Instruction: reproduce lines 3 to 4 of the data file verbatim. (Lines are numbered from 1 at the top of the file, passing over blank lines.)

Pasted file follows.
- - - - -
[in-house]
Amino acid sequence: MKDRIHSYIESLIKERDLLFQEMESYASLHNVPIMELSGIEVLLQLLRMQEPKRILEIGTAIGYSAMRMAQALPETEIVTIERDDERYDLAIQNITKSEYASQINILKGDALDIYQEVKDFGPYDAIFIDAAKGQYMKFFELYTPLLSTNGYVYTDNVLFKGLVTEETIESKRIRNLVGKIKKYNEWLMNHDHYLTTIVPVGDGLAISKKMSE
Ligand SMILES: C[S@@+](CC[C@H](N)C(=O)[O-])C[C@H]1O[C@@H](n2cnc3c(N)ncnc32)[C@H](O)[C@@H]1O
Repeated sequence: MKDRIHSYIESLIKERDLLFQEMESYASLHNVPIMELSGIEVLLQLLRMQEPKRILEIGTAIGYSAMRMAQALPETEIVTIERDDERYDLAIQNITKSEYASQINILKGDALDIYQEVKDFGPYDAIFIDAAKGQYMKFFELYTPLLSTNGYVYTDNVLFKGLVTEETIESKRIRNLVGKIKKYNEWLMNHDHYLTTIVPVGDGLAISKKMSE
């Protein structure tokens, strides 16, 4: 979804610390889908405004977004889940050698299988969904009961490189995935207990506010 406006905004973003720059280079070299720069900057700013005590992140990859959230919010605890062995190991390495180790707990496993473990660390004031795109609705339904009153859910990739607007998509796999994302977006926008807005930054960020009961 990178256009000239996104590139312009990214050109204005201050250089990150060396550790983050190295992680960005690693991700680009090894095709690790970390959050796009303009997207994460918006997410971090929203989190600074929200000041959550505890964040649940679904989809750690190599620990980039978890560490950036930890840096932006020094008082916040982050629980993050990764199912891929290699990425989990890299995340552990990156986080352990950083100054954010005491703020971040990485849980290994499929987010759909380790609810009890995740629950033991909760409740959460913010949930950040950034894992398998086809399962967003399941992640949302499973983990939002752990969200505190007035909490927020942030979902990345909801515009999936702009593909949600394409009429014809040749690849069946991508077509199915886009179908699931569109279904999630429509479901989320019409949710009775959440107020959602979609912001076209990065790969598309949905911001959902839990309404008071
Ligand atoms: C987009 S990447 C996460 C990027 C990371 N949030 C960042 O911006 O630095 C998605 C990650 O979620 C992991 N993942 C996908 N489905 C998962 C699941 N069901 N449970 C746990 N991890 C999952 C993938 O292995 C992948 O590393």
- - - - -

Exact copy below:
Ligand SMILES: C[S@@+](CC[C@H](N)C(=O)[O-])C[C@H]1O[C@@H](n2cnc3c(N)ncnc32)[C@H](O)[C@@H]1O
Repeated sequence: MKDRIHSYIESLIKERDLLFQEMESYASLHNVPIMELSGIEVLLQLLRMQEPKRILEIGTAIGYSAMRMAQALPETEIVTIERDDERYDLAIQNITKSEYASQINILKGDALDIYQEVKDFGPYDAIFIDAAKGQYMKFFELYTPLLSTNGYVYTDNVLFKGLVTEETIESKRIRNLVGKIKKYNEWLMNHDHYLTTIVPVGDGLAISKKMSE